Justice League Dark #22: House of Cards
The Justice League Dark delve deeply into the world of the supernatural. With the advent of Trinity War, one of their team is missing, and Wonder Woman is demanding they answer her questions about the mysterious Pandora.
As the characters interact, within most of the speech bubbles are paragraphs overflowing with text. It’s like the characters prepared essay length statements, and are reading them out to each other. It contributes to difficult reading.
Inside the House of Mystery, the cast of Trinity War assembles. The colours are effective here, with such a variety of super hero costumes, and there are some clever panel arrangements. One in particular has Wonder Woman and Batman facing each other. Their faces in profile frame up the page.
The point of view shifts around across the next few panels, and the impression that there is space in the room works well.
The only missing element is detailed backgrounds.
The House of Mystery has no detail etched out other than a dusty chandelier, which is a shame considering this is a Justice League Dark comic book.
Firestorm is supposed to be a character associated with science fiction and chemistry. He is manufacturing kryptonite to combat Superman following Superman’s attack on Doctor Light.
Minerals, compounds, and chemicals have been produced synthetically in laboratories since the Victorian era. It’s a shame that Firestorm has no laboratory – nothing to make him appear credible. He is sitting a table with coloured rocks. That’s it.
Constantine knows about Shazam’s identity without any explanation. Madame Xanadu knows who Billy is, and an brief explanation of Constantine finding out through similar channels, would have fit in well here. Constantine does not trust anyone, however, so it is consistent that Constantine would share nothing. It’s clear from his interaction with Zatanna that this man has burnt all his bridges.
Themes, Ethics, Values.
Trust is a key ethic here. The Justice League of America falls to pieces without it. Similarly, the Justice League Dark fragments – Constantine has given no reason for anyone to place their trust in him. Green Arrow comments that Amanda Waller has shut him out time and time again. There’s no reason for him to listen to her arguments.
Waller could have guessed that team fragmentation was a possibility: A cursory search of applied psychology research indicates that trust is a common characteristic of charismatic leaders, and that when a leader is untrustworthy, individuals will divert energy to protecting themselves rather than working toward a larger goal.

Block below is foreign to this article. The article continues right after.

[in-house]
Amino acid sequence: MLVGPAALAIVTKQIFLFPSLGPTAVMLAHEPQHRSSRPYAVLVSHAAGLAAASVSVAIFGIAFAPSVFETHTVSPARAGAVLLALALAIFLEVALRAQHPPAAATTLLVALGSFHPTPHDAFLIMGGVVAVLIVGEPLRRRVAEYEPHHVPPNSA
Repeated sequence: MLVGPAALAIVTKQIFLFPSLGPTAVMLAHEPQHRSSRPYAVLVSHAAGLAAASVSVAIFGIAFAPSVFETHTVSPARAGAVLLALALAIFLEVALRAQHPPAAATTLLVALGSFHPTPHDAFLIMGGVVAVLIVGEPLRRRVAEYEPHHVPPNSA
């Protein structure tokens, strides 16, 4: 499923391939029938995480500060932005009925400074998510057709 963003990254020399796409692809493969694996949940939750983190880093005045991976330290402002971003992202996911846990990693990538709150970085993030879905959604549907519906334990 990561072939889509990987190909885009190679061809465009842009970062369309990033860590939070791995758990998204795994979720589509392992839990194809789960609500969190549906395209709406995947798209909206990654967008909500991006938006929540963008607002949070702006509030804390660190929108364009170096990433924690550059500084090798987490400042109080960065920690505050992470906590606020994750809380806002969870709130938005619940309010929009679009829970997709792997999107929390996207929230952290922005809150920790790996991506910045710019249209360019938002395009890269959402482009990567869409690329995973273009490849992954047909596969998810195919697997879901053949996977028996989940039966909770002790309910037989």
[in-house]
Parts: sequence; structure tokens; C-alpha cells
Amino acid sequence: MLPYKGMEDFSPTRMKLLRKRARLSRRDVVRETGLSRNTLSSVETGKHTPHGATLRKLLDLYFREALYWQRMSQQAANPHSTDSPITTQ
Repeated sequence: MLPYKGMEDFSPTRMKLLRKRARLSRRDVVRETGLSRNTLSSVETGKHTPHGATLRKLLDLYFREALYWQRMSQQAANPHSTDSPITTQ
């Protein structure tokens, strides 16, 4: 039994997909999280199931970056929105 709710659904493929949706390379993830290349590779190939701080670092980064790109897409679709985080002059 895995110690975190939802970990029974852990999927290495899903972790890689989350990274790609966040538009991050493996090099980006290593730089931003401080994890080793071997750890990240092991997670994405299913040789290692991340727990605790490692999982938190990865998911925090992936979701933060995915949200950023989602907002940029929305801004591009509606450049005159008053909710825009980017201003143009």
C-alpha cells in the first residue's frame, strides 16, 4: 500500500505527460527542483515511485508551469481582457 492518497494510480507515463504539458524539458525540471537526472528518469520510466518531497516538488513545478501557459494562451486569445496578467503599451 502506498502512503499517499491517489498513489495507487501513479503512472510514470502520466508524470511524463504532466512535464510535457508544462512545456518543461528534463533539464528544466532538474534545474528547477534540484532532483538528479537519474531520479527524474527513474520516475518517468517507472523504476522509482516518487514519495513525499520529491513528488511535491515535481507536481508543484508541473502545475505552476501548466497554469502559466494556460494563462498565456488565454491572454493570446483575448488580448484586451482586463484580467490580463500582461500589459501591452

Considering that Justice League Dark is a supernatural themed comic, there are significantly more scientific and science fiction concepts here: geology, chemistry, telepathy, mechanics, and laser beams. There are generally more mechanical devices on display than magical artefacts – Zatanna casts a single spell to teleport Wonder Woman’s team to safety.
A bit more on Justice League Dark #22
The Flash can run faster than the speed of sound – and faster than the speed of light if he has to – so the fact that he couldn’t stop Zatanna before she can say her spell is inconsistent. If there was an explanation in an earlier issue of Justice League Dark, it wasn’t in this issue.
There is a sense that the Justice League Dark, and all the intricacies of their magical work, has been forced out by this Trinity War segment, and the massive cast of characters.
Trinity War plot lines are woven together here – four parties are now moving against whatever person has manipulated and poisoned Superman:
- Wonder Woman and her team are after Pandora.
- Superman himself has teamed with The Question to track down a super villain with telepathic abilities – he could be responsible for forcing Superman’s attack on Doctor Light.
- Batman and Phantom Stranger have yet to make a move.
- Constantine has told Shazam to trust him, but has no doubt started his tricks, lies, and blackmail. It’s unclear where they are going.
A good issue for advancing the Trinity War plot, but not as strong as the opening title. Inconsistencies block and erode the strengths of a supernatural themed comic, converting it into a stepping stone for a larger story arc.